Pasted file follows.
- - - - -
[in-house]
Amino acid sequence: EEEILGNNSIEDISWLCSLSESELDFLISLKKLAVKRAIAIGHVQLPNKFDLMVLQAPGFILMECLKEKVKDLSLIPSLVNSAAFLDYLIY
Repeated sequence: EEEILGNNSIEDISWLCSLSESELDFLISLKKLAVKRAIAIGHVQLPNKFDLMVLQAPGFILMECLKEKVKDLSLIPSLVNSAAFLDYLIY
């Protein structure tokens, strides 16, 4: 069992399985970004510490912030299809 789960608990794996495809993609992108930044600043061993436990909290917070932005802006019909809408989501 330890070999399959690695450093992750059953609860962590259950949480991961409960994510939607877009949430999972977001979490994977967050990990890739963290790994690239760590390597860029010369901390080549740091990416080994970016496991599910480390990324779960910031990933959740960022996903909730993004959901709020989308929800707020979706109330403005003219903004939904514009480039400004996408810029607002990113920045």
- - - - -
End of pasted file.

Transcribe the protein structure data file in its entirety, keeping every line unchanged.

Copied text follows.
[in-house]
Amino acid sequence: EEEILGNNSIEDISWLCSLSESELDFLISLKKLAVKRAIAIGHVQLPNKFDLMVLQAPGFILMECLKEKVKDLSLIPSLVNSAAFLDYLIY
Repeated sequence: EEEILGNNSIEDISWLCSLSESELDFLISLKKLAVKRAIAIGHVQLPNKFDLMVLQAPGFILMECLKEKVKDLSLIPSLVNSAAFLDYLIY
């Protein structure tokens, strides 16, 4: 069992399985970004510490912030299809 789960608990794996495809993609992108930044600043061993436990909290917070932005802006019909809408989501 330890070999399959690695450093992750059953609860962590259950949480991961409960994510939607877009949430999972977001979490994977967050990990890739963290790994690239760590390597860029010369901390080549740091990416080994970016496991599910480390990324779960910031990933959740960022996903909730993004959901709020989308929800707020979706109330403005003219903004939904514009480039400004996408810029607002990113920045």